Friday, February 14, 2014

Grand Theft, Sibling Style: 35 Months Since the Disaster at Fukushima Daiichi

My eldest brother is my wisest one.  He also has the kindest heart and the most natural, unpolluted concept of living well and peacefully in community with one another and the Earth that is our gracious home.

I haven't ripped anything off from his blog, American Idyll in what seems like YEARS but is actually months.
Tonight, I'm scratching that itch, I'm cracking my knuckles, I'm gearing down for a casual five-fingered discount of digital thievery.  Ah, but thievery rich with attribution!  Go to American Idyll, browse, travel, dream, and learn - laugh, point, giggle, fall into awed silence the way you once were able to collapse into a bean bag contraption (and get up again).

He's democratic by nature and virtue, and so I'm hoping he won't hitch a ride on Elvis the Crow, leading a bazillion of the pointy-beaked creatures to peck on my head for violations of propriety, property, boundaries.

Not many of the voices raised or calmly modulated to float over the chaotic cacophony of the Fukushima accident and subsequent disasters are being heard.  Who wants to hear that stuff?  Unfortunately, the righteous question remains:  How dare we continue to play at being deaf, and prove our stupidity and arrogance, even if those attributes are the natural afterbirth of fear?  Fear is fueling our history of poor decisions, and our poor decisions are fueling the death power of these ecological man-made radiation disasters.  My brother-unit seems to recommend that we educate ourselves on what happened at the Fukushima nuclear power plant as well as what is happening at nuclear facilities around the world by staying abreast of this news via Energy News.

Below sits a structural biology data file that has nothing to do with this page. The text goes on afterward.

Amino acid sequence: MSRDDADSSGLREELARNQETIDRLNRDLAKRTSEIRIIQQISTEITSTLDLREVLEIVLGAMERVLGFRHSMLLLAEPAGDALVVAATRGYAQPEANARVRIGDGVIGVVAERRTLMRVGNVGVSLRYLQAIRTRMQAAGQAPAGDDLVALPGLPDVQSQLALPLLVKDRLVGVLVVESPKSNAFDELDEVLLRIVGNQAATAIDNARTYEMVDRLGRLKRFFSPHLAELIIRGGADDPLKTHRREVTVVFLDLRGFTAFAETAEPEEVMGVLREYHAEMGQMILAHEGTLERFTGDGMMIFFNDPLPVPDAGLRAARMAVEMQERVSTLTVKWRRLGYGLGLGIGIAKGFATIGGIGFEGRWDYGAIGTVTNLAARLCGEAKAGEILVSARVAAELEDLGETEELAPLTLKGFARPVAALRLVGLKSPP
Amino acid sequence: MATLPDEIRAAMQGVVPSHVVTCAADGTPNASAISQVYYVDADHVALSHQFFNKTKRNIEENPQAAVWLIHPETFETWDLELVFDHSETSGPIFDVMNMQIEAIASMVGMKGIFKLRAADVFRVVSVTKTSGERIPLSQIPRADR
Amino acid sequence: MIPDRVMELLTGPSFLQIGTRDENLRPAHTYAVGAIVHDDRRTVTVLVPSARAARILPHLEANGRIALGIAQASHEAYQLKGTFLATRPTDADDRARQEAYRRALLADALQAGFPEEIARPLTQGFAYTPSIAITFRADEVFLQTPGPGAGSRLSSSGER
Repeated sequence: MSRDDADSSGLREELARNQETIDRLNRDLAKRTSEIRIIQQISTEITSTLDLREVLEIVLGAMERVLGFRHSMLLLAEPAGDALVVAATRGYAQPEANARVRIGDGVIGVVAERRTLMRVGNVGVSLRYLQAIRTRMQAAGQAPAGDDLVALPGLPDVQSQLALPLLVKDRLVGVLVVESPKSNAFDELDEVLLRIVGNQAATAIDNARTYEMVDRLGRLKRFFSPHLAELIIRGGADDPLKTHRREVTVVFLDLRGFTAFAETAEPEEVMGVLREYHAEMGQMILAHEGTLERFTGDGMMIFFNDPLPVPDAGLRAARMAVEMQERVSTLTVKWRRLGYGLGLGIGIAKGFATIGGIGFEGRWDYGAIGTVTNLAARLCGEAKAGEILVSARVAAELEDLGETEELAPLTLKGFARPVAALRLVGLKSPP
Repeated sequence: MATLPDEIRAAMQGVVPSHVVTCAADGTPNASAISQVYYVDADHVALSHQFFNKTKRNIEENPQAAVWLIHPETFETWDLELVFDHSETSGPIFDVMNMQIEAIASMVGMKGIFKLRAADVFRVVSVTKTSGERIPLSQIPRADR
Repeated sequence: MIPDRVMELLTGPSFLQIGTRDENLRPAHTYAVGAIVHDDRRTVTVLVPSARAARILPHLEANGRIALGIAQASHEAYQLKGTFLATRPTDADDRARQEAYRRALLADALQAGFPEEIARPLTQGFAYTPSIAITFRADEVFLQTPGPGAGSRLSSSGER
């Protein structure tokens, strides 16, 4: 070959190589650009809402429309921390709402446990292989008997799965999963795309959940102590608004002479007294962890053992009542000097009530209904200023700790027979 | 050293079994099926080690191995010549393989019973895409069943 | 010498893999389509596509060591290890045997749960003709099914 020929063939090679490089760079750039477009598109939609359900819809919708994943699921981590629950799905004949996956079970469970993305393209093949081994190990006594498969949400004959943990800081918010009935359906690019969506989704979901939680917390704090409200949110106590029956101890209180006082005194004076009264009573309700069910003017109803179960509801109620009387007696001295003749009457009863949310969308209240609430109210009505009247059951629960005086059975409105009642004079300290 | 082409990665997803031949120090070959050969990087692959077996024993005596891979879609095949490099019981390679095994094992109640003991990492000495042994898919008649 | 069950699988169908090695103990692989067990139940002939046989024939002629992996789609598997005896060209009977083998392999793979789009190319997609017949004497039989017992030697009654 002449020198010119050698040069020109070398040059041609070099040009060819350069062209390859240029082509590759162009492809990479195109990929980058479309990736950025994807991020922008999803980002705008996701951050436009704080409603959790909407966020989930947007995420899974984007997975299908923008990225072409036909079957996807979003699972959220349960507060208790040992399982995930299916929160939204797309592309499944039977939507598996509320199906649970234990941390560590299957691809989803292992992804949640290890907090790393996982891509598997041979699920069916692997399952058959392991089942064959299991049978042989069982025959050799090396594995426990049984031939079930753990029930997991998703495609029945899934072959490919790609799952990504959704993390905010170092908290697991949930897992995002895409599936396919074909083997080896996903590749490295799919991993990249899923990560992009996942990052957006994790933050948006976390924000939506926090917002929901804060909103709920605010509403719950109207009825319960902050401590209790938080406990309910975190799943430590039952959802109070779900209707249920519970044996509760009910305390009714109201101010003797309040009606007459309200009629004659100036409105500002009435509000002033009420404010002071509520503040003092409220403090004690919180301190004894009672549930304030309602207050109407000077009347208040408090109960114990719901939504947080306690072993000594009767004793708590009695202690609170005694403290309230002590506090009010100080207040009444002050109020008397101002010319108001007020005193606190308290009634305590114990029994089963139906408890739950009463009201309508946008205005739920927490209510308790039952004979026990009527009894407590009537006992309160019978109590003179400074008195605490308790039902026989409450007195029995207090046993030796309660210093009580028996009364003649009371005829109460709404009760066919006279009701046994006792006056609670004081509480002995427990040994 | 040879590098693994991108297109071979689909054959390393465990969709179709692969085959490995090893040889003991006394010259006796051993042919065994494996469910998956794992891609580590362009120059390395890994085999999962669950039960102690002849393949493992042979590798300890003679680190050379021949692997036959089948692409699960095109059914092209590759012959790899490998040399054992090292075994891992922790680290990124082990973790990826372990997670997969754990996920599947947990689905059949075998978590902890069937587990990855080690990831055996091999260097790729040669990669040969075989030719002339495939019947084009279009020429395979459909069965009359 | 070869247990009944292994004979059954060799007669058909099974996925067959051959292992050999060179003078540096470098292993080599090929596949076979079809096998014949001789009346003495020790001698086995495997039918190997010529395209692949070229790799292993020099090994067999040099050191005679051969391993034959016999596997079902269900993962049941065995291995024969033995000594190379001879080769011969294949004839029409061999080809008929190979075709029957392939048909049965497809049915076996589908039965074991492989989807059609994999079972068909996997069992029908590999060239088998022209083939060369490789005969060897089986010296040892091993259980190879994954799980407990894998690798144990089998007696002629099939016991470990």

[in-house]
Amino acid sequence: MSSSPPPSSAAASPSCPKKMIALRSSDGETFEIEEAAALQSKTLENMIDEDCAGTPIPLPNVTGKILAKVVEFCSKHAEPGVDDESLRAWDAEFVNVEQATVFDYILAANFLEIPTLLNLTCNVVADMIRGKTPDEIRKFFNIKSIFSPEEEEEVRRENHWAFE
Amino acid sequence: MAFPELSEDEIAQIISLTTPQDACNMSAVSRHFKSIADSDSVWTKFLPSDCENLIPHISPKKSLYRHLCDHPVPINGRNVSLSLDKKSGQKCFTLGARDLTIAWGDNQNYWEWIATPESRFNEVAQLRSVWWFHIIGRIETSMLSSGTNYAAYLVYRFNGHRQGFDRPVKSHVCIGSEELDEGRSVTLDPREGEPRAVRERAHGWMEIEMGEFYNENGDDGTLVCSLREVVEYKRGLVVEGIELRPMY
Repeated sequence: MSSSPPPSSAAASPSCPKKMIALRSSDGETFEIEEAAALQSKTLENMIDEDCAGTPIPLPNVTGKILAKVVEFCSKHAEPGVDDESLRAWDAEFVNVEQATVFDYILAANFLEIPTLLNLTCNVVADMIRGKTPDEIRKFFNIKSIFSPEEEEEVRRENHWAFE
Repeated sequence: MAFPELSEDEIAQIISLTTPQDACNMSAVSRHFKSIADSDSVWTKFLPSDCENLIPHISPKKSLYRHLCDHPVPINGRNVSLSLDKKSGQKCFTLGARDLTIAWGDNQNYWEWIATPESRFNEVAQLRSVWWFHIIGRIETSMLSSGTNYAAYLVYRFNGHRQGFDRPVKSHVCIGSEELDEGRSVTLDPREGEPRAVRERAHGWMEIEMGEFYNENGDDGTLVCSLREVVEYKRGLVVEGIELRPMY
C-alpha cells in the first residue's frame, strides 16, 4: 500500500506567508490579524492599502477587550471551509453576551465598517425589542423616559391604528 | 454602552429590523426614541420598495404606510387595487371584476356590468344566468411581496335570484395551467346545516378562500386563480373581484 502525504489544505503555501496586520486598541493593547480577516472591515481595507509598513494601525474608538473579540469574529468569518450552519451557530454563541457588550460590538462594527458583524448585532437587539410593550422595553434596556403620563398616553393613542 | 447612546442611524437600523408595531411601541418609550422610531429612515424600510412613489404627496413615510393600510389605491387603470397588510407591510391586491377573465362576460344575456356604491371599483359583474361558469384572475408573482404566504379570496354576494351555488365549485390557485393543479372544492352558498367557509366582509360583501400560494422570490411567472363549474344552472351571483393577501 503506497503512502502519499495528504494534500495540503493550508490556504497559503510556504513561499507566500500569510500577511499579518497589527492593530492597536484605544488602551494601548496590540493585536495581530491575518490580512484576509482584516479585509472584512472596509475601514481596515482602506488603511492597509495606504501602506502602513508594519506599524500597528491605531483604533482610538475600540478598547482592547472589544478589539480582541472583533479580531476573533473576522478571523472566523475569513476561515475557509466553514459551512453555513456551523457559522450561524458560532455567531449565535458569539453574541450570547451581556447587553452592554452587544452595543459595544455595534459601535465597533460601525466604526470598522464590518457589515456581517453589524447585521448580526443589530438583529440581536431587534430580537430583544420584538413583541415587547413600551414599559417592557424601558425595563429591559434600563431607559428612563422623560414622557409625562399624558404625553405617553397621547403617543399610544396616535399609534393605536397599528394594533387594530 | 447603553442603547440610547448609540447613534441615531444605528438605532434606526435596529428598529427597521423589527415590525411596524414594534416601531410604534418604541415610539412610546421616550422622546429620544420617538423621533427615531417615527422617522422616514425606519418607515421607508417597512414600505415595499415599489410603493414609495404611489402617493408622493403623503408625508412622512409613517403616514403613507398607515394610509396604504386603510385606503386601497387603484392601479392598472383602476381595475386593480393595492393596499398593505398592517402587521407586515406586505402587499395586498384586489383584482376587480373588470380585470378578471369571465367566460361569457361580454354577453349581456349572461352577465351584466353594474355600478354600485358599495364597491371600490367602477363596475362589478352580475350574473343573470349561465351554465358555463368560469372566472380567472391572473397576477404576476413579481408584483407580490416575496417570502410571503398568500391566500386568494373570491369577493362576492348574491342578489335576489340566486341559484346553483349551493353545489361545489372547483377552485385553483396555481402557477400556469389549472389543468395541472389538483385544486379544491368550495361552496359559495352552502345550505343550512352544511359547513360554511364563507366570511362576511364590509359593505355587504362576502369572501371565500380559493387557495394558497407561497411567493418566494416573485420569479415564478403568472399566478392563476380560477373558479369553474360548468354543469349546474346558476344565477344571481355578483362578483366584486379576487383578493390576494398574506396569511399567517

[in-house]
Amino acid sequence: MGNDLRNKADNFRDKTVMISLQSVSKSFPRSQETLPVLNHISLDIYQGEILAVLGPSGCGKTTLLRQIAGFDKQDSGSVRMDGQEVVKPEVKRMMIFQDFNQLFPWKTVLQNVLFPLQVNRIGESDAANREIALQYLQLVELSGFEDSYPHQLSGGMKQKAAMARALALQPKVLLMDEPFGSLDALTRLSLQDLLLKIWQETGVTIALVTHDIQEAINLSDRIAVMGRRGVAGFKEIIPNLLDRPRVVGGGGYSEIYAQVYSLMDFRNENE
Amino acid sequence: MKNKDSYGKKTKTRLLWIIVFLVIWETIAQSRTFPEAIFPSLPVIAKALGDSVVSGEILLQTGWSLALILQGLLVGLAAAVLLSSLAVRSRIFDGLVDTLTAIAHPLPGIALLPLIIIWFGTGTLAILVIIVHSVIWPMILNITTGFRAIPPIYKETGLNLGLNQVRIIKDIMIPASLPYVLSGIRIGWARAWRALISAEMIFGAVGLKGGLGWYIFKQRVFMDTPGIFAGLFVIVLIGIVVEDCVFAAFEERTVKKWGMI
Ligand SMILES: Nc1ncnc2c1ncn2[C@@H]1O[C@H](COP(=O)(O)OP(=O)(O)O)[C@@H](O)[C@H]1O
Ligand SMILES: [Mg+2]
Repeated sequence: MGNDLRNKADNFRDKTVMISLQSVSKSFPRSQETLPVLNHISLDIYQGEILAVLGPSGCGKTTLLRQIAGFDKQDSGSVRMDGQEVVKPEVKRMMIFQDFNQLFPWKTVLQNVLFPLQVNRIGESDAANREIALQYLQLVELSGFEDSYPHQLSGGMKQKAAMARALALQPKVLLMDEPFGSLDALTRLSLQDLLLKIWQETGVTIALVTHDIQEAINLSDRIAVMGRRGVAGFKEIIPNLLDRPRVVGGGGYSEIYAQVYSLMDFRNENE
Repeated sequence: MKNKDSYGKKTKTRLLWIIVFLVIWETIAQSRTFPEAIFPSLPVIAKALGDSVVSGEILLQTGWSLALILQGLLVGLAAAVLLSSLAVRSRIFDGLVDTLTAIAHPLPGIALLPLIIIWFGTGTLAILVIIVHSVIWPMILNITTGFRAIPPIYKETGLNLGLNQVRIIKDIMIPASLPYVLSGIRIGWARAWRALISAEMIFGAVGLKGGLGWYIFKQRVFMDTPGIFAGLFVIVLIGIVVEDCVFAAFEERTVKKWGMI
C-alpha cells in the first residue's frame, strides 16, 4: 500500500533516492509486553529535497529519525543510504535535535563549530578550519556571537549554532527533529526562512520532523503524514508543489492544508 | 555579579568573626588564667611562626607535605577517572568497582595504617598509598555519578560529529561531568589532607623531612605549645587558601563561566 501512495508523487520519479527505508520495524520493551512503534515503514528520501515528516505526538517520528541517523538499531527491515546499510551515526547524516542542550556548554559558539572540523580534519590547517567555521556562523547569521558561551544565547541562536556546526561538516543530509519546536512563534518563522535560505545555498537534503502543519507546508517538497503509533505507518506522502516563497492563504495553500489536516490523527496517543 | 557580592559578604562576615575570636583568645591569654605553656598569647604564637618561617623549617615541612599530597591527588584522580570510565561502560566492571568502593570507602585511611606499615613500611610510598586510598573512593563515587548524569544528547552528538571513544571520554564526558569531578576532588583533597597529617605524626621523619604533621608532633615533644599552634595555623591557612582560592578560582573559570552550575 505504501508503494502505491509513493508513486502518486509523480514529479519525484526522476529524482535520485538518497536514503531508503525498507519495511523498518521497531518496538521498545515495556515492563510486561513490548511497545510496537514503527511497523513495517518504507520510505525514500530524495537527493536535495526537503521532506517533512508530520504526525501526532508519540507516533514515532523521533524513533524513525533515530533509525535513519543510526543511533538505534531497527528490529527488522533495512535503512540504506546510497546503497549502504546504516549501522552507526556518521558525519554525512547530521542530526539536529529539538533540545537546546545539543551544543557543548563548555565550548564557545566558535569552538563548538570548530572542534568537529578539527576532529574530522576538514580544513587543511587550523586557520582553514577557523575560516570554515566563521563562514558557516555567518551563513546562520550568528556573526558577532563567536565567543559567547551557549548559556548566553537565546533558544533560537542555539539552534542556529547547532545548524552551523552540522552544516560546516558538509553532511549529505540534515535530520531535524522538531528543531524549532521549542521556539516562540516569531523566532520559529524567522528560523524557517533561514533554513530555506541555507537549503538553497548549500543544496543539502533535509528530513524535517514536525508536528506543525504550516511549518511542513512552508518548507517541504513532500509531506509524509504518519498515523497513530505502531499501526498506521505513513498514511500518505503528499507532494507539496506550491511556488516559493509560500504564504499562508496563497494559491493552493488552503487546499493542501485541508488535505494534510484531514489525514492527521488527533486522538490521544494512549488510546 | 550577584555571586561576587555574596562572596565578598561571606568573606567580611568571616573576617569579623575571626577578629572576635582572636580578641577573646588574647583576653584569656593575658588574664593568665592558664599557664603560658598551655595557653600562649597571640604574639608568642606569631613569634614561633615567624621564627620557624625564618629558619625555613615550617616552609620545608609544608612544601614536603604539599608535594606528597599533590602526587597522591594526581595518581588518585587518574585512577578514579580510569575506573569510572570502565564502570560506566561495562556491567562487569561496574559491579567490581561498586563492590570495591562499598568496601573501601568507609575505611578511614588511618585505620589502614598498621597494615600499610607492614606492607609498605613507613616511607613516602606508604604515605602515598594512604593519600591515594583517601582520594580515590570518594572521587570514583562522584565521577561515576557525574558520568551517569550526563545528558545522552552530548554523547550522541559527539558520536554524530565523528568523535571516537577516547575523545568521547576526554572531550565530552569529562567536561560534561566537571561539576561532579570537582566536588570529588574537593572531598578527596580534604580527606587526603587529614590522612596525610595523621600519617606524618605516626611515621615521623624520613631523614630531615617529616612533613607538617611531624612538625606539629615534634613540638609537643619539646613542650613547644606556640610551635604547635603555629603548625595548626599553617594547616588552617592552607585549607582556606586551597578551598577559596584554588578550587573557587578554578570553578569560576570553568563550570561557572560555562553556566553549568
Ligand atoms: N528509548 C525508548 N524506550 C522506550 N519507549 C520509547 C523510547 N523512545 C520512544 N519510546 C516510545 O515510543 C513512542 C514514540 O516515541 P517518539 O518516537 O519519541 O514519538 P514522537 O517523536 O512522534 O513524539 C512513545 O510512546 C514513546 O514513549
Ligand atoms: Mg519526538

Hot off the presses at Energy News, by just minutes?

Radioactive cesium levels “never seen before” at Fukushima — New record as totals nearly double in under 24 hours — Officials admit ‘there may be a new leak’ — IAEA urging for ‘resumption’ of dumping contaminated water into ocean; ‘All options’ need to be considered...

The IAEA suggestions, by the way, are being roundly criticized, though I cannot discern, with what little I've read, what viable alternatives are being offered.  Here are, however, some of the reactions to the UN agency's proposals:

AFP, Feb. 13, 2014: Fukushima should eye ‘controlled discharges’ in sea: IAEA — The UN nuclear watchdog on Thursday urged Japan to consider “controlled discharges” into the sea of contaminated water used to cool the crippled reactors at Fukushima. [...] “This would require considering all options, including the possible resumption of controlled discharges to the sea.” [...] local fishermen, neighbouring countries and environmental groups all oppose the idea. [...] The agency also called for a careful assessment of the company’s plan to create a subterranean “freeze wall” to prevent radioactive groundwater from leaking into the ocean — an ongoing problem that has stoked fears about dangers posed to marine life and the food chain. [...]
Shanghai Daily, Feb. 13, 2014: TEPCO is still eyeing dumping toxic water into the Pacific Ocean as it fails to contain in makeshift storage tanks [...] a massive daily influx of water needed to cool the battered reactors, while nuclear experts believe that other methods need to be traversed before contaminating the ocean. Dumping radioactive water into the ocean is of grave concern to local fisheries cooperatives as the potential for radioactive materials to spread to marine life remains a distinct possibility, despite TEPCO’s assurances the levels of radioactivity will be kept well below the government’s and regulator’s limits. [...] Nuclear Regulation Authority (NRA) Chairman Shunichi Tanaka [...] said that even though three years has passed since the reactor meltdowns at the plant, TEPCO is still utterly inept when it comes to taking accurate readings of radioactivity [...] and “lacks a basic understanding of measuring and handling radiation.”
NHK, Feb. 14, 2014: IAEA: Consider discharging contaminated water — [The IAEA] advised [Tepco] to examine all options to treat contaminated water. These include resuming controlled discharges of radioactive water into the sea. [...] [IAEA's Juan Carlos Lentijo says] the situation remains very complex [...] the IAEA team believes it is necessary to find a sustainable solution to the problem of managing contaminated water at the plant. It says that this would require considering all options, including the possible resumption of controlled discharges to the sea.